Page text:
Despite attacks on universities’ integrity, higher learning institutions are valuable to paving the path to the future and must be supported by their communities, neuroscientist Susan Hockfield (MED ’79) said in her commencement address to the Georgetown College in McDonough Arena on Saturday.

“All of us are tempted to assume that our universities and our community institutions can stand on their own, but they cannot,” Hockfield said. “It will be your responsibility as citizens, as members of your communities, to shoulder the responsibility for defending the institutions that secure our principles and guard our society.”

GEORGETOWN UNIVERSITY Susan Hockfield (MED ’79) urged graduates of the College to support the university against attacks in her Saturday morning commencement address.

Hockfield served at Yale University as dean of the Graduate School of Arts and Sciences from 1998 to 2002 and later the provost. She went on to become the first woman and first biologist to serve as the president of the Massachusetts Institute of Technology in 2004. During her tenure at MIT, Hockfield was a prominent voice in conversations about the future of U.S. energy and economic development, serving as the inaugural co-chair of the White House-led Advanced Manufacturing Partnership, a collaboration between academic leaders, government agencies and private industries.

The university awarded Hockfield an honorary Doctor of Humane Letters prior to her address.

Hockfield cited Nobel laureate Maurice Maeterlinck in her address, reminding graduates to have the courage to be innovative in the face of opposition, which was a lesson she said she learned during her time at Georgetown.

“Georgetown equipped me well to pursue my passion for scientific discovery,” Hockfield said. “I learned about the many failures that precede any success and I learned that adventuring beyond the frontier of knowledge requires not only new tools but also the courage to question received wisdom.”

Georgetown fostered this intellectual courage in its graduates through exceptional academic environments, Hockfield said.

“Georgetown’s academic leadership over decades and centuries has carefully, and deliberately, sculpted this university to make it possible for us students, you and me, to study with fantastic teachers and scholars,” Hockfield said. “They created conditions that allowed us to learn the tools that would change our lives and that would enable us to change the world.”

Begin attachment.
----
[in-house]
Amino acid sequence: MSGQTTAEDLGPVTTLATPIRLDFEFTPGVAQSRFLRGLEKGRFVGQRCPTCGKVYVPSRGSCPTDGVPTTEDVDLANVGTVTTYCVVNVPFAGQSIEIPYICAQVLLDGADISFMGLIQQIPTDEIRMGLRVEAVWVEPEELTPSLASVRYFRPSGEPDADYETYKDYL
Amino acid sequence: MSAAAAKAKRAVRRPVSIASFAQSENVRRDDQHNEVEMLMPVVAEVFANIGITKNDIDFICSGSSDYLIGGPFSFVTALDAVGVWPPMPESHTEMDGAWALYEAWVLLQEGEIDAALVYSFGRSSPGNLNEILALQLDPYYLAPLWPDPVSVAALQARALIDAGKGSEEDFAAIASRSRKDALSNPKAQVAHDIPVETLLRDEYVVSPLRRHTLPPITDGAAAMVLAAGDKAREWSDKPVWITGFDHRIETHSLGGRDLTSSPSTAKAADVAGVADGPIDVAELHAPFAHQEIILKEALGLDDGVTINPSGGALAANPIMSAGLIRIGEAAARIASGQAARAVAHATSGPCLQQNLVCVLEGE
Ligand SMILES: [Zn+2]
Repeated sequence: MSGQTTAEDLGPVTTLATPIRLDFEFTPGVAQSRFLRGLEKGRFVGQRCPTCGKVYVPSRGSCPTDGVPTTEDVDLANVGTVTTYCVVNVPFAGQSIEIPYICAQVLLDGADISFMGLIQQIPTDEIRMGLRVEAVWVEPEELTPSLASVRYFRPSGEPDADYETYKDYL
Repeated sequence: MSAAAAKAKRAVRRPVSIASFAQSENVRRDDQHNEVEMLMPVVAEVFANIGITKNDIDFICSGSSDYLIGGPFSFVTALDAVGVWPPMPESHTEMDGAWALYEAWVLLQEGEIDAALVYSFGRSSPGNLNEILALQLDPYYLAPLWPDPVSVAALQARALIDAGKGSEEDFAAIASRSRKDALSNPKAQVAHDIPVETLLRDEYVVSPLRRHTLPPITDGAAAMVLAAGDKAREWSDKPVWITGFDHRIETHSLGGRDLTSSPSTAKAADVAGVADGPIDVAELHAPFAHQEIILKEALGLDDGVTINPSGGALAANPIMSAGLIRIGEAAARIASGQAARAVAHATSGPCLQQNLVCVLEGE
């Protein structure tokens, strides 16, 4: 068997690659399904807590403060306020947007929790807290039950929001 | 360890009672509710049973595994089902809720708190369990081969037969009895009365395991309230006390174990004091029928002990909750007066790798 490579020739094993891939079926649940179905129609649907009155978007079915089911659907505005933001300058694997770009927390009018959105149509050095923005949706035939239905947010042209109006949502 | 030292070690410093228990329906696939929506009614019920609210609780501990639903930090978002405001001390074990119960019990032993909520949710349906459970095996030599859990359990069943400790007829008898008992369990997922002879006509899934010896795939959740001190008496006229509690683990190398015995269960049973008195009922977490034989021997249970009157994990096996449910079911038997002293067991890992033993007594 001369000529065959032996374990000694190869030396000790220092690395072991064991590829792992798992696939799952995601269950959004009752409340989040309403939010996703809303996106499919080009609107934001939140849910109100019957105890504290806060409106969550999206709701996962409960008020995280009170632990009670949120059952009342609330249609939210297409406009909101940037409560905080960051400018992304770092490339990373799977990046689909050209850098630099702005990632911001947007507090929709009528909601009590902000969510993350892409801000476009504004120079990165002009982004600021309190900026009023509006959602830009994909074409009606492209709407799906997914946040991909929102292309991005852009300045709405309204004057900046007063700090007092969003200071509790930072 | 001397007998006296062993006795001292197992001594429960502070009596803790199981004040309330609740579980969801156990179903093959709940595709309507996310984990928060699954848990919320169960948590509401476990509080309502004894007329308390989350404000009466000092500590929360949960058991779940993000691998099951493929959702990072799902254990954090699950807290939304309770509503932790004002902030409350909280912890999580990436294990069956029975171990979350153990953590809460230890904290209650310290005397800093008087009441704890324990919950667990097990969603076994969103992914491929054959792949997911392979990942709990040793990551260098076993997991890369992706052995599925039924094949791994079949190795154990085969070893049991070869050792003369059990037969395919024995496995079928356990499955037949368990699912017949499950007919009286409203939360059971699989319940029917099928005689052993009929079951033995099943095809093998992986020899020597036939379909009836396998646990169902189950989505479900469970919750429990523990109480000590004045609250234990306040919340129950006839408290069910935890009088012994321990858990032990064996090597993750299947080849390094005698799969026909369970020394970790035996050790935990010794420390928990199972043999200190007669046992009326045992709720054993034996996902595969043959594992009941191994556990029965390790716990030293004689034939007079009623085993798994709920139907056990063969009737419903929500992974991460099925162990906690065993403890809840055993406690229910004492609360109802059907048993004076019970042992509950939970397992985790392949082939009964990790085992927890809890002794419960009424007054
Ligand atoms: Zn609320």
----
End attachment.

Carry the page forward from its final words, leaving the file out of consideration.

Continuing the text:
Through this realization, Hockfield said she found her calling to serve the next generation of students, embarking on her career in academic leadership.

“I had discovered something wonderful in this second calling,” Hockfield said. “It was the same wonderful thing that fuels scientific discovery: the intoxicating joy of thinking and working with others to find new answers and new insights. I quickly learned that great universities remain great only by constantly reinventing themselves.”

Hockfield then turned to the importance of preserving the institutions that safeguard the path to the future. She said a narrow focus on individuality leaves universities susceptible to attack.

“If we focus too intently on individuality and individual achievement, we neglect our institutions, the structures that promote community and shared purpose, and by doing so, we leave our institutions open to attack,” Hockfield said. “Indeed, the university is under attack today with rampant skepticism about the utility of higher education and, along with it, the devaluation of both expertise and the commitment to the search for truth.”

Regardless, Hockfield said she hopes graduates pursue their passions while also giving back to their universities and the communities that educated them.

“I hope you will find your calling, the path down which you can run with joy and full-hearted commitment,” Hockfield said. “But my even more fervent hope is for you to find along that path the great paradox that in doing something you love, you will also serve and support your institutions and your communities.”

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